Tag Archives: wealth

The Chance of a Lifetime

The timing of this is more than coincidence, and I am aware of that. My last couple of posts dealt with my realization of the quarter life crisis and the fact that I was smack in the middle of one. Feeling stuck, and lost, I took a chance on something a year ago I would’ve laughed at. It amazing how much things — rather, selves — change in just a year.

If you asked me what one of my biggest childhood dreams was, I would tell you I wanted to see as much of the world as I could manage. Even when I was young I craved new experiences. New places, new faces, new ideas, new languages — I just wanted to soak up as much as possible. Well, fast forward twenty years and not much has changed in that aspect. I have always wanted to travel more, do more, see more.

Alas, I have not yet left the United States, even though the drive and desire is ever more deeply seeded. I need to travel more, do more, and see more.

“Get to the point,” I’m sure you’re thinking at this point in the post.

Well, I took a chance. I took a chance and applied for a job teaching English in Japan. I didn’t think I was even remotely qualified. I didn’t think I would get a call.

But, reader, I did get a call.

I got a call and an interview, then another interview; and if all went well; another interview.

And then maybe,

Just maybe,

A perfect chance to do something I’ve always wanted to do.

A chance to travel more, do more, and see more.

A chance to combine my love of teaching with my love of travel and new experiences.

A chance to break the meaningless grind.

A chance to destroy my “comfort zone.”

A chance to actually live the life I envisioned for myself when I was young.

 

So, I took a chance.

I took the chance of a lifetime.

 

I can’t wait to see where it takes me.

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Wealth

Wealth is defined as: “an abundance of valuable possessions or money.” But is that truly the only way we can live wealthy lives?  I believe wealth is more than money and materialism. To me, wealth is much more abstract than numbers in a bank or stuff in a house. Perhaps I just haven’t found the word I’m looking for to describe how I am wealthy. Or perhaps, I just value something a bit different than most people.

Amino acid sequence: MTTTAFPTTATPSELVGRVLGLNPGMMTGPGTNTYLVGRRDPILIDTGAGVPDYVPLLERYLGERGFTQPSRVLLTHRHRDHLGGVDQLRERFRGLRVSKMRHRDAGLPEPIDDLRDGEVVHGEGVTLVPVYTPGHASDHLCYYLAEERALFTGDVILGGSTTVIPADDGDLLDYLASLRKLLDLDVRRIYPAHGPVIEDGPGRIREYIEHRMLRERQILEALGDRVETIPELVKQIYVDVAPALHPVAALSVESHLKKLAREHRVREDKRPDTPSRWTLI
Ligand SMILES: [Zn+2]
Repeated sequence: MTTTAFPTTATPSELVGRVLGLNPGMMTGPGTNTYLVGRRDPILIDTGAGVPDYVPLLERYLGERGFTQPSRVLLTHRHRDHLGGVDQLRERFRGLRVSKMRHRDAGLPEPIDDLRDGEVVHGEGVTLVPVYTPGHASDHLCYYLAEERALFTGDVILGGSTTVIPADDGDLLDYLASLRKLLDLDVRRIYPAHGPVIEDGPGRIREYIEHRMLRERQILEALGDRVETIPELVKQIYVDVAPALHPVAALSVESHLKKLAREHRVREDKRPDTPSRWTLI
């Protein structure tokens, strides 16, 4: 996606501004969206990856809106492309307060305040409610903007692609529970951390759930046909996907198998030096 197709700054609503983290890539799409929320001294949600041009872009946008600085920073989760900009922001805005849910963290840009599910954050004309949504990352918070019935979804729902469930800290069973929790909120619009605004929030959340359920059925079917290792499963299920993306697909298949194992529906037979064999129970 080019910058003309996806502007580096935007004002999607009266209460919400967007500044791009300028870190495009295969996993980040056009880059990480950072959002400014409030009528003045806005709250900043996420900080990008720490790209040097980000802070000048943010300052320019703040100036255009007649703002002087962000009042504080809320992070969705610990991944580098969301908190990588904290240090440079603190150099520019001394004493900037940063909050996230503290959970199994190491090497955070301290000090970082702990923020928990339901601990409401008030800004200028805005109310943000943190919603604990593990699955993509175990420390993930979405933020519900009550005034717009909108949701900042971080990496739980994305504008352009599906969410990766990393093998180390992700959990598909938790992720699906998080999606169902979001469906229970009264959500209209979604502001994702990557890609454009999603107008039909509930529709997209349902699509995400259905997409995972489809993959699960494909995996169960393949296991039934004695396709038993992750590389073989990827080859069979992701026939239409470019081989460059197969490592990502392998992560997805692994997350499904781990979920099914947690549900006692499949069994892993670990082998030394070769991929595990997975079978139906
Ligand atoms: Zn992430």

Here in the United States we are conditioned to be consumers from a young age. We are taught to want the biggest, newest anything and encouraged to seek jobs that bring material wealth. We glorify those who flaunt their monetary status. I have never understood the fascination with the monetary wealth. What good is a multi-million dollar house and designer clothes if you still hate yourself when you’re alone? What comfort does money bring you in the middle of a lonely, sleepless night?

I dislike western culture’s idea of wealth for many reasons — the biggest being the myth that without money, it is impossible to live a fulfilled life. Unless you work a good job or have a solid career — you can’t have lived a happy, satisfied life. We don’t deliver eulogies on the subject of a person’s salary. We don’t remember them for the stuff they owned or the car they drove; we remember the person they were.

I have known deep in my heart for many years that I am not a typical American. It has taken me a long time, but I am okay with the fact that I’m not like most of them. I couldn’t care less about the Kardashians. I don’t care if my clothes came from a thrift store. I’ve never stood in line for the release of the newest Iphone. I’m not hung up on my dress size, or that my car is almost 200,000 miles. 

Because no one will remember me for that. My students won’t remember that I only had 2 pairs of shoes. They don’t remember my recycled outfits and bad hair days. They will remember how I challenged them to be better. They will remember how I accepted no excuses. The people who know and love me, the people who enjoy my presence the most will never care if my black-on-black didn’t match or if my eyeliner was $2 or $20. To me — wealth is so much more than how new my clothes are or what model year my car is. Wealth is more than what I paid for my house or how much my gross income is.

I want wealth of knowledge. Wealth of experience. Wealth of love. Wealth of happiness. I want the kind of wealth that allows you contented, peaceful sleep. I want the wealth of having traveled the world. The wealth of good conversation. The wealth of enduring friendships. The wealth of having made a difference.

When I think of wealth, I often think of the words of Bob Marley, who was once asked if money and possessions are what make you rich. “Possessions make you rich? I don’t have these kinds of riches, no.” he replies. He seems genuinely surprised that anyone would define being rich as stacks of money or worse — things. 

“My richness is life, forever.”